Call before you clear: Union Gas

Duane Hicks

Union Gas is directing plumbers and municipalities to call “Ontario One Call” for a free sewer safety inspection prior to using motorized or water-jetting tools to clear a sewer blockage.
Duane Harris, regional utility manager for Union Gas Ltd., spoke to council Monday night about the company’s utility cross bore safety program.
Trenchless technology, which is used to install plastic pipe in the ground without digging up earth, has been used since the early ’80s.
The problem, explained Harris, is sewer lines traditionally are difficult to locate due to their non-metallic nature (some old pipes are made of clay), lack of tracer wire, and poor records.
And in some places, utility lines installed using trenchless tunnelling methods inadvertently have intersected sewer service lines and remain undetected for years.
This is referred to as a “cross bore.”
A cross bore doesn’t pose a safety risk on its own, but it becomes one if the natural gas line is damaged.
Such damage can occur when equipment is used to clear a blocked sewer where a cross bore has occurred.
For example, rotating equipment such as sewer snakes easily can cut into plastic natural gas lines while pressurised water-jetting equipment can pierce or erode them.
On the other hand, non-rotating or sewer/drain clearing equipment such as fish tape or non-rotating rodders pose little risk to plastic natural gas lines.
In recent years, there have been 25 sewer cross bore incidents reported in the U.S., some of which resulted in homes destroyed, as well as injuries and fatalities, Harris noted.
In December, 2011, for instance, a Chicago home owner used a power-rodder on a sewer line and struck a gas line, got stuck in it, and the home owner gave up.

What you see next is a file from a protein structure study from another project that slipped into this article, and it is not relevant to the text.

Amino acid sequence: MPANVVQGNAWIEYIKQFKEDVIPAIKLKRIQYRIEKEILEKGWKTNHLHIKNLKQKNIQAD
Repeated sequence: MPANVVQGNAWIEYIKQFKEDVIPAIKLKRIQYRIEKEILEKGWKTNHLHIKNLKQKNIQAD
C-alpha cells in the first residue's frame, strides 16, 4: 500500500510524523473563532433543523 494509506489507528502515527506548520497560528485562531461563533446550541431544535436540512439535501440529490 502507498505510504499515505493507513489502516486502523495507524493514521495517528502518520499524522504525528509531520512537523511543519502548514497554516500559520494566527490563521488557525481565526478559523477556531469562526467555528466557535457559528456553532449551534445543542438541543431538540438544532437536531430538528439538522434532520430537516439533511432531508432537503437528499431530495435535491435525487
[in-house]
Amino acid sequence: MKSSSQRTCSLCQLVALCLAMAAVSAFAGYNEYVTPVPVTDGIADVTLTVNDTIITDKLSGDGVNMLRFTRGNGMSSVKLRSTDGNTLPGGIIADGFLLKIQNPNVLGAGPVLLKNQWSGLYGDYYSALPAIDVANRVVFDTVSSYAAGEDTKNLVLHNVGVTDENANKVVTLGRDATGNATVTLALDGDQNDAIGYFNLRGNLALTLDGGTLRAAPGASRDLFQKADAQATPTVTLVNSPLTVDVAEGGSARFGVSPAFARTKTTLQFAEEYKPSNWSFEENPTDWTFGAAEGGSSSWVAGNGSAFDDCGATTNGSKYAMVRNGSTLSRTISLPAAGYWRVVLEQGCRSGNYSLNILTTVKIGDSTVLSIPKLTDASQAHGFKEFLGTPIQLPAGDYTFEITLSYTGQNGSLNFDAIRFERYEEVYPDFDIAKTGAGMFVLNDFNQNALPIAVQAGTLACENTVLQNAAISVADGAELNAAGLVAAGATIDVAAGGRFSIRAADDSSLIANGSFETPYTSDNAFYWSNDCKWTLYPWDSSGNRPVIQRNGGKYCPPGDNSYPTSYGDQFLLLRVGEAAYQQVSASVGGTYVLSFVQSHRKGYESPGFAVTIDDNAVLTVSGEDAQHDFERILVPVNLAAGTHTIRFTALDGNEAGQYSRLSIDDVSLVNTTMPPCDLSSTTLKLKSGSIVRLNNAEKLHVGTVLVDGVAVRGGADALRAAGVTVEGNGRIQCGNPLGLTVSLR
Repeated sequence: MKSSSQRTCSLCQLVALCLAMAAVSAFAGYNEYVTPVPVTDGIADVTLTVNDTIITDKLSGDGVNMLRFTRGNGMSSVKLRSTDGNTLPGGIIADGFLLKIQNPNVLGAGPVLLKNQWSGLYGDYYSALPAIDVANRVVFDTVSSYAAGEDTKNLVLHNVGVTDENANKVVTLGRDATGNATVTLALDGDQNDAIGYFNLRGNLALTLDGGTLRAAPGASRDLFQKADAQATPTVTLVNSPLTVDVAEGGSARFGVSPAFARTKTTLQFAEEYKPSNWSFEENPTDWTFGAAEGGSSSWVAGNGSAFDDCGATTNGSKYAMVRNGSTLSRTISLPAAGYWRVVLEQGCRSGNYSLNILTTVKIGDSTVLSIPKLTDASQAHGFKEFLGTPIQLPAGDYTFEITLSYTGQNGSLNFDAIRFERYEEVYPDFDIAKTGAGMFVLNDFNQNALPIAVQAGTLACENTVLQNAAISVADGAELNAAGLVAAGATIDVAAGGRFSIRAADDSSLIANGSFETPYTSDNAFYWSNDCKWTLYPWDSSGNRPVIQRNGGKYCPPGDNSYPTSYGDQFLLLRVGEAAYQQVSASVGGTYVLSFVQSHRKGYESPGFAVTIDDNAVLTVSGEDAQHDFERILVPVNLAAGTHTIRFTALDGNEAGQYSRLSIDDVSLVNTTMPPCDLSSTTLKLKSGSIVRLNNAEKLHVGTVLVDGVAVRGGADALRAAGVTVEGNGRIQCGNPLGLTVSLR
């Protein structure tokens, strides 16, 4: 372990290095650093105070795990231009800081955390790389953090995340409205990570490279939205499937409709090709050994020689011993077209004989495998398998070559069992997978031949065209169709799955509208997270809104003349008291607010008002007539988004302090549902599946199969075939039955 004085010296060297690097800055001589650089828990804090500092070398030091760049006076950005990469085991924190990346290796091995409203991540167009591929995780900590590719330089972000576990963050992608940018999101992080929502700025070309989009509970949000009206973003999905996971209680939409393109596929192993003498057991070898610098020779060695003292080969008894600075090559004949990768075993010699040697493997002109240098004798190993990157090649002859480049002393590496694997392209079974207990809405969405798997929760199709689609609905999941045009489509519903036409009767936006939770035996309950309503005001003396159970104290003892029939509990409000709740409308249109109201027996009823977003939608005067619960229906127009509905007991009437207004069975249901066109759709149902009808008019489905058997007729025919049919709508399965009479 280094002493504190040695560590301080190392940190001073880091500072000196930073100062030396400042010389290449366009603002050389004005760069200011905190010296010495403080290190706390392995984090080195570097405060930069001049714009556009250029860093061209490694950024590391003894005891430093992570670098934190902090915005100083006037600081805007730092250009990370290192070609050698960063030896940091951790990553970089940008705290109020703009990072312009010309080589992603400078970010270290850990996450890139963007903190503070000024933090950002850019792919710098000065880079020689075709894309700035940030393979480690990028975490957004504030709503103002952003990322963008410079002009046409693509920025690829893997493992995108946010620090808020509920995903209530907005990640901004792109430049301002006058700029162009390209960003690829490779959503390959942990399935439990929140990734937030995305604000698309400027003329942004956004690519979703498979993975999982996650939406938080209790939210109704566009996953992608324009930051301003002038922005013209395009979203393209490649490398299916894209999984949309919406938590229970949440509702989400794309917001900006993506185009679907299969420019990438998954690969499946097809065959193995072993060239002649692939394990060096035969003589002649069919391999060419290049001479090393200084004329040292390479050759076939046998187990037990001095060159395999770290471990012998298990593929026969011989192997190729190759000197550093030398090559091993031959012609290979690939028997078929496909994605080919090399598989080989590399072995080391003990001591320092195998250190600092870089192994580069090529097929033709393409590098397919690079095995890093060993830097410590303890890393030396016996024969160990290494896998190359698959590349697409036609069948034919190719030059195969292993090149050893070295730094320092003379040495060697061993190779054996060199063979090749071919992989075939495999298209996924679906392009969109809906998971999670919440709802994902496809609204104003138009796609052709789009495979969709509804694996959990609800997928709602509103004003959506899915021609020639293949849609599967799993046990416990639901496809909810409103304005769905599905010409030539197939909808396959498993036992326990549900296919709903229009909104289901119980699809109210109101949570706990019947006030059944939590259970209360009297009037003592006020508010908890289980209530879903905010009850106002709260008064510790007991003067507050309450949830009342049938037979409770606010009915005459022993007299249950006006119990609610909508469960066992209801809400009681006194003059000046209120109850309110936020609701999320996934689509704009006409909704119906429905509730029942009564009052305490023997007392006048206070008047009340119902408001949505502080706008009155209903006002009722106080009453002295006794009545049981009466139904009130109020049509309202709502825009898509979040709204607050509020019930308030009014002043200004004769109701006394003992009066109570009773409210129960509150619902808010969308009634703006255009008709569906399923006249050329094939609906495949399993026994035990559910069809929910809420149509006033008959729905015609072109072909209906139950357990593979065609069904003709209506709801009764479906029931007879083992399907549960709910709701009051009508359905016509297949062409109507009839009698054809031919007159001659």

The house filled with gas from a slow leak and the next morning, when the home owner turned on the power-rodder, the spark caused an ignition and an explosion ensued.
This not only put the home owner in hospital in serious condition, but displaced three other families from their homes.
Spurred on by these serious incidents, Union Gas developed its cross bore safety program.
How it works is like this:
•When a sewer blockage is experienced, the plumber who responds to the call or the town must call Ontario One Call before using tools to clear the blockage (the number is 1-800-400-2255).
•Ontario One Call will contact a Union Gas representative.
•Union Gas will locate the sewer line and any nearby gas lines, identify the cause of the blockage, and determine if it is safe to clear the blockage or if there is a cross bore.
•If necessary, the site will be excavated and the sewer cross bore will be remediated.
In addition, Union Gas has developed a new installation program, with set procedures to ensure new cross bores are not created using trenchless technology.
It also has been undertaking an education and awareness program with municipalities, industry partners (i.e., plumbers, sewer companies, and rental companies), and the public (homeowners, businesses, and institutions).
Part of this campaign has included the distribution of sewer safety tags to homeowners and companies who rent sewer-clearing equipment.
These tags serve as a reminder that before clearing any sewer blockages, call Ontario One Call.
Operations and Facilities manger Doug Brown said Union Gas has been called six times to come and check out blockages, noting the process sometimes can take two-three hours before you can get your sewer unplugged.
But he admitted this is a new protocol and is done for the sake of everyone’s safety.
“We have a really good record now,” said Harris.
“We don’t want to go to the other side as far as having somebody hurt,” he stressed.
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